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early history

The early history of the kingdoms of Gowa and Talloq can be traced back to 1300, when the Makassar kingdom of Gowa emerged as an agrarian chiefdom in the Indonesian peninsula of South Sulawesi

Talloq was founded two centuries early history later when a prince from Gowa fled to the coast after his defeat in a succession dispute.

 The coastal location of the new polity allowed it to exploit maritime trade to a greater degree than Gowa. The growth of early Gowa was supported by a rapid increase in wet rice cultivation.

Verdant forests were cleared to make way for rice paddies. The population may have increased tenfold between the thirteenth and sixteenth centuries.

Gowa and Talloq became close allies in the sixteenth century and dominated most of the peninsula, following wide-ranging administrative and military reforms.

 Around 1600 the twin kingdoms converted to Islam, defeated their rivals and became the most important powers in eastern Indonesia, with Fort Somba Opu (pictured) as one of their centers. (Full article…)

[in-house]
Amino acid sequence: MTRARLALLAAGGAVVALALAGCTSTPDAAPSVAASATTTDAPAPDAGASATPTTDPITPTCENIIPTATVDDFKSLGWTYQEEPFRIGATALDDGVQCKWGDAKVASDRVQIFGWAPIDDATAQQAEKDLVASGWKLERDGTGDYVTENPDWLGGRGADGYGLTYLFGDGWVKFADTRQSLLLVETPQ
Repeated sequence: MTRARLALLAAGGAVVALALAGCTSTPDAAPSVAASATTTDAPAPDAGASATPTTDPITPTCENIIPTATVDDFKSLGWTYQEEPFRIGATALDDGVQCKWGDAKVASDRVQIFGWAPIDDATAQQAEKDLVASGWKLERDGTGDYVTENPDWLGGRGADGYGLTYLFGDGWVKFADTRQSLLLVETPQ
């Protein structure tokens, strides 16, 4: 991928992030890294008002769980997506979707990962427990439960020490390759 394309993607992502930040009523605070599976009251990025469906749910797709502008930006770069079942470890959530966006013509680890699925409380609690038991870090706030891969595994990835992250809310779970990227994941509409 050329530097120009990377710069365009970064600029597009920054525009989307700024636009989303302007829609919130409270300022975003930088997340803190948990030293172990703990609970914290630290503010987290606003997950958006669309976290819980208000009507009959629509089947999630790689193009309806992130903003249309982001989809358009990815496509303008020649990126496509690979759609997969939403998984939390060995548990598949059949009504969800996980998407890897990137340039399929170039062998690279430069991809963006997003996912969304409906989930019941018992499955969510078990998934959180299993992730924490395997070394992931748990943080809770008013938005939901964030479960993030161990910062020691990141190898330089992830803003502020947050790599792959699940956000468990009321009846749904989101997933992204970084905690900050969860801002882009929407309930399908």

Verdant forests were cleared to make way for rice paddies. The population may have increased tenfold between the thirteenth and sixteenth centuries.

Around 1600 the twin kingdoms converted to Islam, defeated their rivals and became the most important powers in eastern Indonesia, with Fort Somba Opu (pictured) as one of their centers. (Full article…)

The coastal location of the new polity allowed it to exploit maritime trade to a greater degree than Gowa. The growth of early Gowa was supported by a rapid increase in wet rice cultivation.

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